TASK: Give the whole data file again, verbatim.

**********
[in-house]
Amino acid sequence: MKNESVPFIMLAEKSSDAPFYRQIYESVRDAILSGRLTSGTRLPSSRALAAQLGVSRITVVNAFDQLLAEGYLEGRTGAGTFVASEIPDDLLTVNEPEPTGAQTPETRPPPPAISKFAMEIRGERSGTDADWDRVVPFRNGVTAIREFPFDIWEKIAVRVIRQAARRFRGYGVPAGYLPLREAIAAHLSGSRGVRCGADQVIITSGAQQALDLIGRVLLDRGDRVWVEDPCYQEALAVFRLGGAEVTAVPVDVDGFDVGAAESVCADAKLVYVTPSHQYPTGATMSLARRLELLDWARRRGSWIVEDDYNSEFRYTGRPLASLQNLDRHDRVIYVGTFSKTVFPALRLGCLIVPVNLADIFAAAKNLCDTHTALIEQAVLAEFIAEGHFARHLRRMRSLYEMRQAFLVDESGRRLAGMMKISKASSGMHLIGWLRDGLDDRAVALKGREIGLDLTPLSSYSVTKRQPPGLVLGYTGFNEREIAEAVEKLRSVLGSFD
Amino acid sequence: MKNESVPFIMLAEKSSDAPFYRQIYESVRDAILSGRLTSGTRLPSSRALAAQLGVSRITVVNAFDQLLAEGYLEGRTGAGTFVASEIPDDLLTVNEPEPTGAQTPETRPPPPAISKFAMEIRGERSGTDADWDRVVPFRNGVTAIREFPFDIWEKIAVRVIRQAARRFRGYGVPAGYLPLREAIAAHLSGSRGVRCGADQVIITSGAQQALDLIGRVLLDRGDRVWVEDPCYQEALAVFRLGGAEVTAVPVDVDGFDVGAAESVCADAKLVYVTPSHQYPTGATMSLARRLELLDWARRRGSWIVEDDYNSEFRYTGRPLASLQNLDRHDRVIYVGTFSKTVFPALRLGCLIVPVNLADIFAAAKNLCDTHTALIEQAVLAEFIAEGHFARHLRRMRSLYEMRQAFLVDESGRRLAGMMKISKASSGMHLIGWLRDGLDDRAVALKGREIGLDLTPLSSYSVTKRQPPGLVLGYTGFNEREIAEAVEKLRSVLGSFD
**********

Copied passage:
[in-house]
Amino acid sequence: MKNESVPFIMLAEKSSDAPFYRQIYESVRDAILSGRLTSGTRLPSSRALAAQLGVSRITVVNAFDQLLAEGYLEGRTGAGTFVASEIPDDLLTVNEPEPTGAQTPETRPPPPAISKFAMEIRGERSGTDADWDRVVPFRNGVTAIREFPFDIWEKIAVRVIRQAARRFRGYGVPAGYLPLREAIAAHLSGSRGVRCGADQVIITSGAQQALDLIGRVLLDRGDRVWVEDPCYQEALAVFRLGGAEVTAVPVDVDGFDVGAAESVCADAKLVYVTPSHQYPTGATMSLARRLELLDWARRRGSWIVEDDYNSEFRYTGRPLASLQNLDRHDRVIYVGTFSKTVFPALRLGCLIVPVNLADIFAAAKNLCDTHTALIEQAVLAEFIAEGHFARHLRRMRSLYEMRQAFLVDESGRRLAGMMKISKASSGMHLIGWLRDGLDDRAVALKGREIGLDLTPLSSYSVTKRQPPGLVLGYTGFNEREIAEAVEKLRSVLGSFD
Amino acid sequence: MKNESVPFIMLAEKSSDAPFYRQIYESVRDAILSGRLTSGTRLPSSRALAAQLGVSRITVVNAFDQLLAEGYLEGRTGAGTFVASEIPDDLLTVNEPEPTGAQTPETRPPPPAISKFAMEIRGERSGTDADWDRVVPFRNGVTAIREFPFDIWEKIAVRVIRQAARRFRGYGVPAGYLPLREAIAAHLSGSRGVRCGADQVIITSGAQQALDLIGRVLLDRGDRVWVEDPCYQEALAVFRLGGAEVTAVPVDVDGFDVGAAESVCADAKLVYVTPSHQYPTGATMSLARRLELLDWARRRGSWIVEDDYNSEFRYTGRPLASLQNLDRHDRVIYVGTFSKTVFPALRLGCLIVPVNLADIFAAAKNLCDTHTALIEQAVLAEFIAEGHFARHLRRMRSLYEMRQAFLVDESGRRLAGMMKISKASSGMHLIGWLRDGLDDRAVALKGREIGLDLTPLSSYSVTKRQPPGLVLGYTGFNEREIAEAVEKLRSVLGSFD